Social media is the latest target of the performance anxiety-prone Imran Khan government. With a new set of rules, the Pakistan Tehreek-e-Insaf government plans to curb the power of social media in Pakistan. Unable to govern the country, control inflation or provide jobs to Pakistanis, Imran Khan has decided to take control of the situation by cracking down on the virtual world. If no one is allowed to talk, the problems might vanish.
According to the new rules, social media companies and platforms like Twitter, Facebook, YouTube, Tik Tok, Dailymotion and others are required to register and open offices in Islamabad within three months. The PTI government also expects these platforms to remove any “unlawful content’’ within hours of authorities lodging a complaint. Social media companies must have data servers in Pakistan, provide data of accounts found guilty of “targeting state institutions” or issuing statements that harm “national security” to intelligence and law enforcement agencies.
Now, who defines what is causing harm to national security, what is national interest and when does criticism of state institutions become unlawful targeting is not answered. Why would social media giants oblige the fascist demands of Pakistan, which takes away the fundamental freedom to express, along with privacy and digital rights that are the foundation of these platforms. Already international media rights organisations have come down harshly on Pakistan, calling the measures draconian and asking the Imran Khan government to rescind the rules.
Always at the U-turn
It would be interesting to see how far the Imran Khan government will go in making Pakistan the Naya North Korea. It is no secret that in opposition, Imran Khan was the biggest beneficiary of the freedom provided on mainstream and social media. But the tables have turned and how. Like on everything else, a U-turn has inevitably been taken.
During the previous Pakistan Muslim League-Nawaz government, Imran Khan was one of the most vocal critics of the government’s actions to curb social media. No one can control the social media, only a fool will try to do that, he used to think. He was of the view that the government was “threatening him with the cybercrime law”. He had warned Nawaz Sharif of protests if any measures were taken to ban social media. Then, he had called it a dictatorship of Sharif and not a democracy. He has clearly forgotten to look at the mirror now.
At best, Imran Khan is a democrat when in opposition and a dictator when in power. He wants the freedoms and ideals of the United Kingdom when in opposition, and wants to curb liberties and see Pakistan censored on the China model when in power. The duplicity is rather magical.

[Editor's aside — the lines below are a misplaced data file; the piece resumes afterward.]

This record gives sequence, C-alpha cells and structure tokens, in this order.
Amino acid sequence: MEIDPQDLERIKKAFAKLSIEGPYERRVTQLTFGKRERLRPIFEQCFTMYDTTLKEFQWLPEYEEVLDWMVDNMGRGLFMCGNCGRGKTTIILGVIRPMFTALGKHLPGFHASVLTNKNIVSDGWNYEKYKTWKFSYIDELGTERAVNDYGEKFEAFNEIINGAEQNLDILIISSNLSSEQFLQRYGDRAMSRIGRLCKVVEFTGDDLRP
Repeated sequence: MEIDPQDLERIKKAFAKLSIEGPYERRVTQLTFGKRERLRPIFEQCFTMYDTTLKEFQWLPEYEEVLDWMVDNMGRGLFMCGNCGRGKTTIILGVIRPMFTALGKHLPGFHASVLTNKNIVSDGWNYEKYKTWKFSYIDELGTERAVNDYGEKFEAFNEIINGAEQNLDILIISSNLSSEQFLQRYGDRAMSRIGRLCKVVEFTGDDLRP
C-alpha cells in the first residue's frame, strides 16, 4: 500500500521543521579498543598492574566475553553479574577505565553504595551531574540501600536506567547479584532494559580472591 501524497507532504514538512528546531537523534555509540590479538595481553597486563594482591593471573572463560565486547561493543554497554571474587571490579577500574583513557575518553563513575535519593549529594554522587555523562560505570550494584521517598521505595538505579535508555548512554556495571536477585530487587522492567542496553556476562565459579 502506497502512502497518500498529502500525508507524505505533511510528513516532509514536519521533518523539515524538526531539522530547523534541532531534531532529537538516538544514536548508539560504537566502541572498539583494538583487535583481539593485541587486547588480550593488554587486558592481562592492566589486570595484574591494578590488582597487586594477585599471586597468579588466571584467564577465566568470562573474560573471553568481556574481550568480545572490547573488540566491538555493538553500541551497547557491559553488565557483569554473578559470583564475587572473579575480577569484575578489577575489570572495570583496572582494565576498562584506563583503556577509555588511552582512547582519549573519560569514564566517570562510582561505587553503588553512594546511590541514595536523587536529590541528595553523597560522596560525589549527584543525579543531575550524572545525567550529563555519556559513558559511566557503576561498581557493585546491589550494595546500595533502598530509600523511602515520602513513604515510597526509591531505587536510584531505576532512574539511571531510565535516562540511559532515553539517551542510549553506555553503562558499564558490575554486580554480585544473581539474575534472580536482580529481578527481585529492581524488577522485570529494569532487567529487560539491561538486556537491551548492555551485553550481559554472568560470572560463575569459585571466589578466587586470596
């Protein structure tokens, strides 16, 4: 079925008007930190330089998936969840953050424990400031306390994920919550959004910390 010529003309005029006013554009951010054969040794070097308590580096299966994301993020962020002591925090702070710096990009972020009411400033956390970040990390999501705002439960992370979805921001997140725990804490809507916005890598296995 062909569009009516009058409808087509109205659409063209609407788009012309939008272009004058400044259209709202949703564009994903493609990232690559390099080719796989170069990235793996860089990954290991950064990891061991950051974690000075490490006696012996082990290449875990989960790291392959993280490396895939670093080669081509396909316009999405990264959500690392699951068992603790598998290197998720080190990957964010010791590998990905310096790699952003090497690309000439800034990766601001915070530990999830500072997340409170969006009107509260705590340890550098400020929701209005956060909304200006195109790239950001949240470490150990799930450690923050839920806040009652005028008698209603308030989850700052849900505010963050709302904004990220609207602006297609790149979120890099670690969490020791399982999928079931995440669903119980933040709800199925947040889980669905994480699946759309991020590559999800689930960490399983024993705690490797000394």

See no evil, hear no evil
Khan once owed his and PTI’s success to mainstream electronic media. But not anymore, media is the new ‘mafia’. Mafia is a new term coined by Imran Khan when he wants to blame others for his own failures.
For the last 18 months, Khan has been angry with the media and calling out their ‘propaganda’. He complains that a reporter with a mic goes to a poor man on the street and asks him, “Is there inflation in the country?” and then the next question always is, “Where is your Naya Pakistan?”. He’s hurt that the poor man will then say bad things about his government. All of this is planned he believes. We suggest that the Prime Minister send his own men out with mics and ask them to share with him two bites of the things being said off the camera about his government and Naya Pakistan.
The emperor has no ability to take criticism from the media, who by definition are adversaries to any government, not only his. At the World Economic Forum last month, Imran Khan said he doesn’t watch news shows and advises his cabinet ministers to do the same. The PM’s mantra is ‘see no evil, hear no evil in government and say all evil when out of government’.
A government that used to hail its own Digital Pakistan plans, now stands exposed with arbitrary curbs. If this continues then there will be a Digital Pakistan without the internet soon. If this regime is serious about the rules, then it will be a matter of months before a shutdown of social media (if things don’t go their way). But given its history of U-turns, it won’t surprise us if a U-turn is taken on this U-turn. We won’t complain.
The author is a freelance journalist from Pakistan. Her Twitter handle is @nailainayat. Views are personal.